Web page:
Tap water life cycle assessment misses the point of bottled water

Alexandria, VA –– A new study that claims to examine the health and environmental impacts of drinking water choices is significantly flawed because it uses calculations that are based on the hypothetical, and entirely unrealistic, premise that people will drink only tap water, only bottled water, or only filtered tap water. The study’s authors themselves noted their scenarios are extreme and “may not be probable,” a critical fact, which is not being reported by news media covering this so-called research.  

The study is clearly biased against bottled water. That fact is made clear by the authors’ decision to cite a long-time bottled water critic yet not reach out for comment from the industry. The authors’ bias against bottled water is further demonstrated by their attempt to downplay the study’s findings that there are higher rates of bladder cancer and lower life expectancies among tap water drinkers.

Here are the facts:

  • The drinking water choices study is based on the hypothetical, and entirely unrealistic, premise that people will drink only tap water, only bottled water, or only filtered tap water. However, results from IBWA’s independent Harris Poll show that most bottled water drinkers (71%) drink both tap and bottled water. That same poll reveals that people are consuming bottled water when they are out and about instead of choosing less healthy calorie-laden beverages. Only (18%) of those polled said they drink “only” bottled water. And only 10% said they only drink tap or filtered tap water.

Those results indicate that most bottled water drinkers are “water” drinkers in general, preferring to consume a calorie- and additive-free beverage instead of other packaged drinks, especially when away from home.

Sales data support the statement that consumers prefer to drink bottled water, as soda and juice sales have declined during the past decade while bottled water sales have increased. In fact, since 2010, approximately 44% of the growth in bottled water consumption in the United States has come from people switching from carbonated soft drinks and juices to bottled water, according to Beverage Marketing Corporation sales data. (See: https://bottledwater.org/wp-content/uploads/2021/07/2020BWstats_BMC_pub2021BWR.pdf)

  • Drinking zero-calorie beverages, such as water, instead of sugary drinks is regularly cited as a key component of a more healthful lifestyle. Promoting greater consumption of water from all sources––tap, bottled, or filtered––can only benefit those efforts. One of the simplest changes a person can make is to switch to drinking water instead of other beverages that are laden with sugar and calories. Bottled water is a smart decision and a healthy choice when it comes to beverage options.

Given the critical importance of proper hydration, and the increase in obesity and diabetes rates worldwide, any efforts to discourage people from drinking bottled water are not in the public interest.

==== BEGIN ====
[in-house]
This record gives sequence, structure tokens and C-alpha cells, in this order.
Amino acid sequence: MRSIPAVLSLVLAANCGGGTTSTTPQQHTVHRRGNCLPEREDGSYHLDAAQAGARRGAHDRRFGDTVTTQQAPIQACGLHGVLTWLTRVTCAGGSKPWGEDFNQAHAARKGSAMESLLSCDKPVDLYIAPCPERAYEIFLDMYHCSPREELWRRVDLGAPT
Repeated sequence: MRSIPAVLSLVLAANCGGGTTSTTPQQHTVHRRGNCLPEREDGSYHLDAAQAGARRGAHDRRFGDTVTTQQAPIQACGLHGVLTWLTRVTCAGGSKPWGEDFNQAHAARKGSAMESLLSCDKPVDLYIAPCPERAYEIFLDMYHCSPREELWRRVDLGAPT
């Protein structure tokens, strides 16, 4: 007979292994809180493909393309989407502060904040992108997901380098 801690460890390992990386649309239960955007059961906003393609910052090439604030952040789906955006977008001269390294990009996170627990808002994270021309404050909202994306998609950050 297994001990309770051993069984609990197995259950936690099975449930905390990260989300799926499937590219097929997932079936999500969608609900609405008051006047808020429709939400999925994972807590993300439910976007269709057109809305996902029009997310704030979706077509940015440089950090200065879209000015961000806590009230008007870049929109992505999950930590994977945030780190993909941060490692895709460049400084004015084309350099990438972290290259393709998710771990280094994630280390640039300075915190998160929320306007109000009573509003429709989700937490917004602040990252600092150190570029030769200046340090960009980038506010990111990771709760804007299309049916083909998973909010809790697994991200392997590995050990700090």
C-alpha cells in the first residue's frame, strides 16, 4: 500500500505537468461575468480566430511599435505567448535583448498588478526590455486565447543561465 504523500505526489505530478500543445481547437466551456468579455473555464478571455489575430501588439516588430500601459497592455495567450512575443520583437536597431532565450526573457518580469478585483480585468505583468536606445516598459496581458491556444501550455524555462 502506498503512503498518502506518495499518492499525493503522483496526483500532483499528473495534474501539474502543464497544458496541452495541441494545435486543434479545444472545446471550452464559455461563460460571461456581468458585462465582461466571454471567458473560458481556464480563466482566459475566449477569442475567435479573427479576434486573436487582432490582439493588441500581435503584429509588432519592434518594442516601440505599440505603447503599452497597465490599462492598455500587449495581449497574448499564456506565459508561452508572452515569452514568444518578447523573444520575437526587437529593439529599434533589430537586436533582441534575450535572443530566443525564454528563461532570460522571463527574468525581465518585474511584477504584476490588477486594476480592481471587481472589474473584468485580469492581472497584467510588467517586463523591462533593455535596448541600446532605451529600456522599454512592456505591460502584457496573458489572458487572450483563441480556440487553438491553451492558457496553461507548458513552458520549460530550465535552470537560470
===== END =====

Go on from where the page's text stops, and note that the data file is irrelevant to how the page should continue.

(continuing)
• Consumers choosing bottled water over other packaged beverages is actually having a beneficial impact on the environment. Because, in addition to being the healthiest packaged beverage product, bottled water that is packaged in PET plastic has the smallest environmental footprint of all packaged drinks. Products such as carbonated soft drinks, juices, and other sugary beverages require far more plastic packaging due to carbonation and manufacturing processes (using at least 142% more plastic) and have a greater environmental impact than bottled water. (See here: https://bottledwater.org/wp-content/uploads/2021/05/Environmental_Impact_of_Drink_Packaging_2021_800.jpg)

That means bottled water drinkers are making a choice that is both good for their health and the environment.

  • All bottled water containers are 100% recyclable—even the caps, and, as an industry, IBWA supports strong community recycling initiatives and recognize that a continued focus on increased recycling is important for everyone. In addition, PET bottled water containers are the most recognized and most recycled containers in curbside programs, making up nearly 55 percent of all PET plastic beverage containers collected.
  • Nine out of 10 Americans (91%) expect bottled water to be available wherever other drinks are sold, according to a survey conducted on behalf of IBWA by The Harris Poll. The current healthy consumption shift from sugary drinks to bottled water could also work in reverse. If bottled water is not available, 74% of people say that they will turn to other packaged drinks, not tap water, The Harris Poll found (See: https://bottledwater.org/nr/consumers-want-bottled-water-to-be-available-wherever-drinks-are-sold-and-if-its-not-most-will-choose-another-packaged-beverage-that-uses-much-more-plastic/) 

Bottled water is America’s favorite drink for a reason: it is a safe, convenient, great tasting alternative to other less healthy packaged drinks. Research shows that attempts to deter people from enjoying bottled water will lead them to consume less healthy beverages that contain unwanted sugar, caffeine, or other additives. And the packaging used for those other drinks has a greater impact on the environment. With the high rates of obesity, diabetes, and heart disease in the world, discouraging people from choosing the healthiest drink option is not in the public interest.


Media contact:

Jill Culora